The local storyteller gives life to a menagerie of nearly 200 puppets.
By NANCY TULLIS
VINDICATOR SALEM BUREAU
COLUMBIANA -- Meet Gabby the Gator, an alligator who can zip his lips, literally, when it's time to be quiet.
And Merlin, the magic bunny, and Shazaam, a wizard with a magic bag of surprises. Those are just a few of the nearly 200 puppet animals in Melinda Dannemiller's menagerie.
Dannemiller and her puppets visited Joshua Dixon Elementary pupils Friday to tell stories about friendship and honesty. She topped off the program by teaching the pupils sign language to the song "What a Wonderful World".
She and her puppets praised the Joshua Dixon pupils for being attentive and quiet, and rewarded them with stickers from Shazaam's magic bag.
She explained to the pupils that she is a storyteller who uses hand puppets, not a puppeteer. A puppeteer uses puppets with strings, she said.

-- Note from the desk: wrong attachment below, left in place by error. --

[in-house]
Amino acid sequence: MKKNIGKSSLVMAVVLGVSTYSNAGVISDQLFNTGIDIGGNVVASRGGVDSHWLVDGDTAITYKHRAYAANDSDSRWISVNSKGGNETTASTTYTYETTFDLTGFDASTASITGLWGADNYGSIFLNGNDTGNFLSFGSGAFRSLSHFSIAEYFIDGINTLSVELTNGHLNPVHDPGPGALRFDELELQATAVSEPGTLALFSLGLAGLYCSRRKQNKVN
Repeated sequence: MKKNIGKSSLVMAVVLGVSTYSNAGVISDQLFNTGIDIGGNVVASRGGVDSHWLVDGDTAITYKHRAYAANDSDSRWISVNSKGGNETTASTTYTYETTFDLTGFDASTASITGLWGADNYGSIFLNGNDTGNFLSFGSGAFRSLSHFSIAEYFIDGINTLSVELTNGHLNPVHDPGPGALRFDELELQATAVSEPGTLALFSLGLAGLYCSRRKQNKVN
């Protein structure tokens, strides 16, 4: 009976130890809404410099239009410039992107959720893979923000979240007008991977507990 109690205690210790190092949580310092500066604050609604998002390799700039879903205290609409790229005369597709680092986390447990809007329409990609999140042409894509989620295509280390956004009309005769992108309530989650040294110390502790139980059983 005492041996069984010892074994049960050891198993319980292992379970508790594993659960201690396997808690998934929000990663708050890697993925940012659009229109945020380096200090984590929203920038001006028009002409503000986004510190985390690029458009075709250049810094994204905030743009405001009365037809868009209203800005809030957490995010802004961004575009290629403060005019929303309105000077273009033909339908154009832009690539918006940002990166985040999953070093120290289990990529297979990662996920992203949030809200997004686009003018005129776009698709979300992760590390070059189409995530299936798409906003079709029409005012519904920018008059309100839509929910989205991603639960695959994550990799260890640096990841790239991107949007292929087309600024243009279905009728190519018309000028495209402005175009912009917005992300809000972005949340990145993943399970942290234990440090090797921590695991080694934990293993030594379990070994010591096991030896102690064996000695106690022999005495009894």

How it started: A resident of Canton, Dannemiller collected 150 animal puppets during 30 years of teaching first- and third-graders in the Kent City Schools. Switching to a career as a traveling storyteller was a natural progression, she said.
"I loved using puppets in my classroom," she said. "Then I had a chance to learn from [international storyteller] Rafe Martin."
Besides visiting schools, Dannemiller conducts workshops for teachers and libraries, and performs for senior citizens groups. She also volunteers at Akron Children's Hospital and Quail Hollow State Park.
She said she incorporates sign language into her program because she always had hearing-impaired pupils and sign language interpreters in her classrooms.
Dannemiller is a Jennings Scholar Award recipient and a member of the National Storytelling Conference, and the National and Western Reserve Associations for the Preservation and Perpetuation of Storytelling.